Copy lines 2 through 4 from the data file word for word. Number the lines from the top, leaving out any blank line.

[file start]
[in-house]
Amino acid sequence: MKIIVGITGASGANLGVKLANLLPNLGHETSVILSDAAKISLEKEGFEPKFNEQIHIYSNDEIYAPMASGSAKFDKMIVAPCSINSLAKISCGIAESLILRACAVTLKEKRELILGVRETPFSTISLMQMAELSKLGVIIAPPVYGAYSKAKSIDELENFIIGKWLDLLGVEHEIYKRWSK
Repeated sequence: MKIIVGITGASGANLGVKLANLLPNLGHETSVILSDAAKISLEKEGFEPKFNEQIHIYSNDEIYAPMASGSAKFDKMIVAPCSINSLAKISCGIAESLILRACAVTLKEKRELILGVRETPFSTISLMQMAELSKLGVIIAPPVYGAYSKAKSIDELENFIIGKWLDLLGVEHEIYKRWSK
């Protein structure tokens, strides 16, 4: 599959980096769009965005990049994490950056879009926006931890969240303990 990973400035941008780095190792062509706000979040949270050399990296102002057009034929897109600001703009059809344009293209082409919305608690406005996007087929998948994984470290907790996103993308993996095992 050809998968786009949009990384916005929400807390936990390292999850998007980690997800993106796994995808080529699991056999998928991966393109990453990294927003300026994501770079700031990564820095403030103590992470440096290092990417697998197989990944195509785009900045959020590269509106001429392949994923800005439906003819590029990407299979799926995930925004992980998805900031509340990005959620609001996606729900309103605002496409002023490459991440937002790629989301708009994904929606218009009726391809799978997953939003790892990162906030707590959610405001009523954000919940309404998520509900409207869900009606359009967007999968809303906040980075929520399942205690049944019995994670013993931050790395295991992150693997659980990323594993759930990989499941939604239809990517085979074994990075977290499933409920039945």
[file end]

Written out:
Amino acid sequence: MKIIVGITGASGANLGVKLANLLPNLGHETSVILSDAAKISLEKEGFEPKFNEQIHIYSNDEIYAPMASGSAKFDKMIVAPCSINSLAKISCGIAESLILRACAVTLKEKRELILGVRETPFSTISLMQMAELSKLGVIIAPPVYGAYSKAKSIDELENFIIGKWLDLLGVEHEIYKRWSK
Repeated sequence: MKIIVGITGASGANLGVKLANLLPNLGHETSVILSDAAKISLEKEGFEPKFNEQIHIYSNDEIYAPMASGSAKFDKMIVAPCSINSLAKISCGIAESLILRACAVTLKEKRELILGVRETPFSTISLMQMAELSKLGVIIAPPVYGAYSKAKSIDELENFIIGKWLDLLGVEHEIYKRWSK
């Protein structure tokens, strides 16, 4: 599959980096769009965005990049994490950056879009926006931890969240303990 990973400035941008780095190792062509706000979040949270050399990296102002057009034929897109600001703009059809344009293209082409919305608690406005996007087929998948994984470290907790996103993308993996095992 050809998968786009949009990384916005929400807390936990390292999850998007980690997800993106796994995808080529699991056999998928991966393109990453990294927003300026994501770079700031990564820095403030103590992470440096290092990417697998197989990944195509785009900045959020590269509106001429392949994923800005439906003819590029990407299979799926995930925004992980998805900031509340990005959620609001996606729900309103605002496409002023490459991440937002790629989301708009994904929606218009009726391809799978997953939003790892990162906030707590959610405001009523954000919940309404998520509900409207869900009606359009967007999968809303906040980075929520399942205690049944019995994670013993931050790395295991992150693997659980990323594993759930990989499941939604239809990517085979074994990075977290499933409920039945």